Fabricio de Andrade (L) (ONE Championship)

ONE on Prime Video 3’s Fabricio Andrade: ‘Nobody Could Stop Me’

Imagine growing up in the Midwestern United States, finishing up school as a late teenager and deciding to move to Australia to pursue an athletic career, even though you basically knew nobody in Australia and didn’t have a set team or coach to train with. What would your friends say? What would your parents say? Would the people around you support your decision or would they think you’ve lost your mind?

Brazilian mixed martial artist Fabricio Andrade never asked himself those questions. Frankly, he didn’t really care what other people thought when he decided to move from his home in Fortaleza, Brazil to China when he was a teenager. He just knew that’s where his destiny would take him.

“I started to train when I was 13,” Andrade told Combat Press. “At the time, I was very young. I didn’t know what I really wanted to do. I knew 100-percent it was not study, because I didn’t like to study at all. I was just trying different sports, and, eventually, I went to see a Muay Thai training, and I got very interested to learn – just to have the feeling that I know how to fight. I started from there, and I started to really like it. I had the desire to start to compete, and after I started to compete, a guy came to me and said I can have a future [fighting]. I started to get more motivated, and it just kept going.”


Andrade, who grew up with his parents and two sisters, started training at a small Muay Thai gym, but eventually ended up training with UFC veteran Hermes Franca, who acted as mentor as he contemplated a fighting career.

“He gave me a lot of advice, and the time to just think about the future and getting me motivated,” said Andrade. “He put me in contact with some people at the time. It was from that that I had the opportunity to go to China.”

When Andrade was only 19 years old, he decided he was going to move to the opposite side of the world to pursue a fighting career. It was an easy decision for him, but, for his family, it was a tough pill to swallow.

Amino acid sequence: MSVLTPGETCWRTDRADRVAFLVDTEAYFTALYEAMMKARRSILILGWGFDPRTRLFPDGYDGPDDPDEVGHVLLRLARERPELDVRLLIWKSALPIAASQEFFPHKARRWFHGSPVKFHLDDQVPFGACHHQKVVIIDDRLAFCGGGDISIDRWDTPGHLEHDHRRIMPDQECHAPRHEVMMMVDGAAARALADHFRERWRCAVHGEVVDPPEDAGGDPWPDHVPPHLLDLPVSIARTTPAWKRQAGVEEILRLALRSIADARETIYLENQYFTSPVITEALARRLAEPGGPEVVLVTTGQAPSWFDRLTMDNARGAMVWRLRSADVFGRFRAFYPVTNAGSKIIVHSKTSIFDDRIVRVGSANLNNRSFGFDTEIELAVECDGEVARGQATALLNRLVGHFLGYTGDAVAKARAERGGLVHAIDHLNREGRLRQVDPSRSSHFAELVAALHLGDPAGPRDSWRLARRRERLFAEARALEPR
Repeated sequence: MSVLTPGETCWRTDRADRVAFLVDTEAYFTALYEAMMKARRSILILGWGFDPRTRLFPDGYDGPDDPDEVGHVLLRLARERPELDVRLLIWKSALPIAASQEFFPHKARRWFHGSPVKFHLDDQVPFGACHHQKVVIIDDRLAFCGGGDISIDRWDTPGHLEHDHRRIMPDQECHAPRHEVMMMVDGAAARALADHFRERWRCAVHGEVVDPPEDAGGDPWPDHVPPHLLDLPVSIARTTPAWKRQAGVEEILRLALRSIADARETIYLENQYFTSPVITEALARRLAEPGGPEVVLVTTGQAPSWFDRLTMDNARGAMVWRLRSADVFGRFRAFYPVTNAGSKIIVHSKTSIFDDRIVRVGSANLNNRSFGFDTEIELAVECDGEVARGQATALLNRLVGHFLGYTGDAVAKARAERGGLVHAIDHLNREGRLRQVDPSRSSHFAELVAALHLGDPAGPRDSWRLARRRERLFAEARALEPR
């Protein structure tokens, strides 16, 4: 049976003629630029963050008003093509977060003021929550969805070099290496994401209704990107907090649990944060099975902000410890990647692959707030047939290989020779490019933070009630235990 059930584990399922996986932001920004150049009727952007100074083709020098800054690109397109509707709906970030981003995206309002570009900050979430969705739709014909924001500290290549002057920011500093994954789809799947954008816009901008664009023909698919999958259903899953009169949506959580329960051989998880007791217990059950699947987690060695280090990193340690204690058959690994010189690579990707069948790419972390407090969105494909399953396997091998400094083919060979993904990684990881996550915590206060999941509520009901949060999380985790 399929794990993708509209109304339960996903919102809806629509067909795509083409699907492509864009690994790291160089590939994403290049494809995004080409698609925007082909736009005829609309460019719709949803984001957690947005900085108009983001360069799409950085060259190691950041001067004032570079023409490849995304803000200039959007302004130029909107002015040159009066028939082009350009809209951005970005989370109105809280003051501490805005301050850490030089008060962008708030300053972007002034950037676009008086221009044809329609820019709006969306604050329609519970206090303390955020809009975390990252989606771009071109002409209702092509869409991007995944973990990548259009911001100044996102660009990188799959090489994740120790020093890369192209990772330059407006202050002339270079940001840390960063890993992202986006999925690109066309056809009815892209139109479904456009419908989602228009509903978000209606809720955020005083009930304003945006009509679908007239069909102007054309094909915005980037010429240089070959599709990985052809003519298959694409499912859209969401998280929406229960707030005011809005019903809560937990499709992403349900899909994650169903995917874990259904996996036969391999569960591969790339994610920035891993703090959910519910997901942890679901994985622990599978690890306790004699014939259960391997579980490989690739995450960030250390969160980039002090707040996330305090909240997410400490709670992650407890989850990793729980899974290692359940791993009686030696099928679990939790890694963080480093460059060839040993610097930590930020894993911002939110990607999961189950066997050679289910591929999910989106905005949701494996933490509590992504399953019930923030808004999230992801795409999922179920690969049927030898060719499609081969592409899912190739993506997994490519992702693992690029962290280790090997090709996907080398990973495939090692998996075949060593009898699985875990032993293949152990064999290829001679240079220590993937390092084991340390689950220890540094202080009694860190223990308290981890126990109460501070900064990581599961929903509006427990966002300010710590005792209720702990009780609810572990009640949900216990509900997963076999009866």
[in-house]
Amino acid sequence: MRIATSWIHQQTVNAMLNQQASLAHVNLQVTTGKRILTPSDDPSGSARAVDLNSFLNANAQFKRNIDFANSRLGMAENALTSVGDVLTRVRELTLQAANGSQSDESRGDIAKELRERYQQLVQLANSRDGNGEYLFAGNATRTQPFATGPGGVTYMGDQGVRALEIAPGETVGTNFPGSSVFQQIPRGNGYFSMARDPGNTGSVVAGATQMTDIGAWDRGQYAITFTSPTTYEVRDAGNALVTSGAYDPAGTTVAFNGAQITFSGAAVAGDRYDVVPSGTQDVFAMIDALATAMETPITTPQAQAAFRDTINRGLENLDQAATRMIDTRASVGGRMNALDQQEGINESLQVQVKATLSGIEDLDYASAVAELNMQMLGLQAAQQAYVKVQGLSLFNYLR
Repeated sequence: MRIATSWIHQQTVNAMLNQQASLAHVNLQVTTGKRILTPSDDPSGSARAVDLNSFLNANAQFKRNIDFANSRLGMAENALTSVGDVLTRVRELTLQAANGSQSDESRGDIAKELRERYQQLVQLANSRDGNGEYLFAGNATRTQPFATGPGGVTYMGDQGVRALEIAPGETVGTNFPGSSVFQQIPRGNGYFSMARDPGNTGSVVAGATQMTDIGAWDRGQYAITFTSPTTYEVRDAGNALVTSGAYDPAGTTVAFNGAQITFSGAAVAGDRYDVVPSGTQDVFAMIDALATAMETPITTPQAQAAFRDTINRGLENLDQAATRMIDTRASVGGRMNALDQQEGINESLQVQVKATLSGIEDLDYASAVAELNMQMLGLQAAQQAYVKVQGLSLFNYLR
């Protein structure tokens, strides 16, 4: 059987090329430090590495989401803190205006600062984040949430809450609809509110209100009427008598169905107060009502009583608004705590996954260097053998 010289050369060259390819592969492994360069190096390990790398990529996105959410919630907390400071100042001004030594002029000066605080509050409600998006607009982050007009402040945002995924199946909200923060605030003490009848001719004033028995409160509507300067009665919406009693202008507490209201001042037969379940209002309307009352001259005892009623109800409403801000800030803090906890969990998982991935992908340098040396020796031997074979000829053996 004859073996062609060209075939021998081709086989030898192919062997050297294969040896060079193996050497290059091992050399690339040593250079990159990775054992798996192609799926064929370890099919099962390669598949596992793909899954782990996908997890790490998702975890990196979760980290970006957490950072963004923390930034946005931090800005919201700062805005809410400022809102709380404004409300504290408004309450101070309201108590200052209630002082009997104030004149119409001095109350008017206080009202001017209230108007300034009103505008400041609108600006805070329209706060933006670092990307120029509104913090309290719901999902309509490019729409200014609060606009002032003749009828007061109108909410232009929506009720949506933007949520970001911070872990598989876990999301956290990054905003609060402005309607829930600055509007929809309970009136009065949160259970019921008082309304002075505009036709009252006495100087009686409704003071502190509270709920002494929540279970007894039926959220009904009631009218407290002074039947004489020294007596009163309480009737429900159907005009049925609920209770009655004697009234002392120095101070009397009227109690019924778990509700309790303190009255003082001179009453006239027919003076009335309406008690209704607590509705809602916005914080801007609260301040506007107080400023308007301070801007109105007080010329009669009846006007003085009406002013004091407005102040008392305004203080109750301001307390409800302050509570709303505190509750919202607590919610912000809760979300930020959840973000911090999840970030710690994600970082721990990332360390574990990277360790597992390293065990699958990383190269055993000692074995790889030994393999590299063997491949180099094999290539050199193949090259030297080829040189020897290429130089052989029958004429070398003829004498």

“My mother was like really worried,” said the 25-year-old. “She thought I would get killed or something, you know? Because, China is on the other side of the world, and she could not do anything. So, she was really, really worried, and she didn’t want me to go. But, I have always been really like, when I say I’m going to do something, nobody could stop me. I didn’t even ask about anybody’s opinion. I just said, ‘I’m going to China,’ and that was it.”

It’s hard to explain what it takes for a teenager, whose family did not have a lot of money, to muster up the courage and the cash to make such and monumental and expensive move at such a young age. In Andrade’s case, the kid had both the will and the proverbial brass balls.

“I worked in a lot of different jobs since I was really young,” explained Andrade. “My family didn’t have money at all, so they couldn’t pay for me to train. I worked in deliveries, stocked in the pharmacy, I worked as a garcon in restaurants, and I worked multiple jobs trying to get some money to pay for my training and to buy gear and stuff. I tried to keep working, even when I was training, and I was able to save some money.

“I remember when I went to China, I had just enough money to buy the ticket. I remember the only money I had was about like 100 dollars, and that was it. I came to China, and I didn’t know anybody. I didn’t speak English at all. I just had my ticket to go there and try to make things happen. I remember before I left for the airport, my mom came, and she gave me like 100 reals, which is like 20 dollars, just trying to help with something, because she was so worried about what would happen. When I got to China, I went to Google Translate, and I showed the message to the manager that said, ‘I need to fight, because I don’t have money.’”

Andrade initially landed in the small city of Dujiangyan in the Chengdu province. That was his first foray into an Asian martial arts gym.

“I was training with a lot of Chinese fighters, and, at the time, I was just fighting kickboxing,” said the Brazilian. “It was a really good opportunity to just train with different styles and learn from different people. I stayed about five months in Dujiangyan, and then I went to Hong Kong, and I trained with Rodrigo Caporal and his father for like one year. I was just training a lot of jiu-jitsu there and teaching a little, bit trying to get some money. Because Hong Kong was quite expensive. I just started teaching and winning fights here and there to save some money. Then, when I had some money saved, I made the move to come to Thailand.”

By the time he was 21 years old, Andrade had made the move to Thailand’s Tiger Muay Thai, which is a hotbed for all types of martial arts. The huge camp has many residents and many passers-through, and they offer training in MMA, Muay Thai, Kickboxing, and wrestling. Andrade took to the camp like a duck to water.

“In Thailand, we have a lot of people come and go all the time,” said Andrade. “I think that’s one of the reasons that I like to stay here. I’ve been living here for about five years now, and I’ve been training with so many different people – so many big names from different promotions. I made a lot of friends in the time that I’ve lived here.”